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Working in 17th-century Venice soon after the world’s first public opera houses opened there, composer Francesco Cavalli had no tradition to follow. He gave his fertile imagination free rein, tinkering with the brand-new art form to create the lively Venetian style of opera, with its melodious arias, sprightly dance rhythms, free-wheeling mythological or historical plots and generous dollops of comedy. Like most of Cavalli’s operas, l'Ipermestra wasn’t performed between the late 17th century and recent years.
In 1658, on the occasion of the recent birth of King Philip IV of Spain’s first son (prince Felipe Próspero), the Grand Duchy of Tuscany celebrated the royal event with one of the most magnificent operas ever staged in Florence: l'Ipermestra by Giovanni Andrea Moniglia and Francesco Cavalli.
This opera originated from an unusual mix of court culture and the fashionable “opera alla veneziana”, one of the most in vogue entertainments in Europe at the time. However, the main patron of this sign of alliance with the Spanish crown was not the grand duke Ferdinand II de’ Medici, but his notorious brother, cardinal Giovan Carlo de’ Medici: relentless operagoer and patron of singers, musicians, and academies. l'Ipermestra was one of his most important projects, and its origin, hidden for centuries, has only recently come to light.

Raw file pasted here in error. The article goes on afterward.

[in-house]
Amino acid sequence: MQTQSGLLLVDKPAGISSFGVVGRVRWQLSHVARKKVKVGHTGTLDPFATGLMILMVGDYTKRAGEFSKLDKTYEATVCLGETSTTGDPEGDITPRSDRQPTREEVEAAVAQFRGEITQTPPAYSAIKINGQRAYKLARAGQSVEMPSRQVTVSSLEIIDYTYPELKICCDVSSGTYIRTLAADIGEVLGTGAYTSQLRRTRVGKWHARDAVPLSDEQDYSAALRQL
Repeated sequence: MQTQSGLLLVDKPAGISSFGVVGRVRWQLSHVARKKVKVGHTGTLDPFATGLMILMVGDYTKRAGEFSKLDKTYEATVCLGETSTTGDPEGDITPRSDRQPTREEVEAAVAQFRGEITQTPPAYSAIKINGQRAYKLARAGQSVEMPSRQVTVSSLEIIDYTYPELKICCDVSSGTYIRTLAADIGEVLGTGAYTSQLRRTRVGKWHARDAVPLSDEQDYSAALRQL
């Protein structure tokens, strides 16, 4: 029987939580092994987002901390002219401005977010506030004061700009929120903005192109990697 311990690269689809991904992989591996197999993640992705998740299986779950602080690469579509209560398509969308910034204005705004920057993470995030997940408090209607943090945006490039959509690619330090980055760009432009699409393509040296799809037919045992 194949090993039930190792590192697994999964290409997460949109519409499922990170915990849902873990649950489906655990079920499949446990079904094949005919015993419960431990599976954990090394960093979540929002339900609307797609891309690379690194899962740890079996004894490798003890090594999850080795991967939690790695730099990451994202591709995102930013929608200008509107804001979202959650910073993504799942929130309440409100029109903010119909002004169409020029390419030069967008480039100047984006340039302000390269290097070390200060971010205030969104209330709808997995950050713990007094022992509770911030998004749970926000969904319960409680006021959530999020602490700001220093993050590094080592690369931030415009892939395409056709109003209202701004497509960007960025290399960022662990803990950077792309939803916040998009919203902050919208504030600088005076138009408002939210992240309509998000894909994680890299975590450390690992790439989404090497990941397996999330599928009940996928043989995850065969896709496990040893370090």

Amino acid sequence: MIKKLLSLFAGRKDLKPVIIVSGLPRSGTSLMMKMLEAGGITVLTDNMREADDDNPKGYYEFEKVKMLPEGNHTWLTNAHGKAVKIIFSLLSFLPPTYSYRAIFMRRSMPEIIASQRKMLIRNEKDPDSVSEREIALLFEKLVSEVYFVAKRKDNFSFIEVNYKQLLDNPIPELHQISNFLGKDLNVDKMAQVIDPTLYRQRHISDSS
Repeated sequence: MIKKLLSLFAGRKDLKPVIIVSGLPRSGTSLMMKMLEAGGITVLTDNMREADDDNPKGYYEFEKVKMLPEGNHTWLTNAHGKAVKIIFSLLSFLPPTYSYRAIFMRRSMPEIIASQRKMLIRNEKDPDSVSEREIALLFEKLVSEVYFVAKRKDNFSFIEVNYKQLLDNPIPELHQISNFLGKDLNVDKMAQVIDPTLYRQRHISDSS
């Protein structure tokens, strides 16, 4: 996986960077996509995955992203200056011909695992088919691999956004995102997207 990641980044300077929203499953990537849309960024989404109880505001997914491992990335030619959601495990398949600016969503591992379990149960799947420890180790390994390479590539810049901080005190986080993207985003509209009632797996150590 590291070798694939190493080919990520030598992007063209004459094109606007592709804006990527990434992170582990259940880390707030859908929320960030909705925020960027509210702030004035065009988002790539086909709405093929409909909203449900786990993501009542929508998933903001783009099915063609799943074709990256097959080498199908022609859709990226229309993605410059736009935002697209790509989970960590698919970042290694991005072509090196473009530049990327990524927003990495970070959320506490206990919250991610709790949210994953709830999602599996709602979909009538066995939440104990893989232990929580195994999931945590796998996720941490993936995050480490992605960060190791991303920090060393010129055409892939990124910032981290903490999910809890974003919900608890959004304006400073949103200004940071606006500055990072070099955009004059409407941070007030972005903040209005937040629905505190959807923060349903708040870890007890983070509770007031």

An account of the opera was printed in 1658 on the occasion of the performances. Yet although the publicity for the 1658 première was so convincing that everyone believed the opera had been written just for that occasion, we have proof of the existence of l'Ipermestra as early as 1654 – four years prior to the Spanish prince’s birth.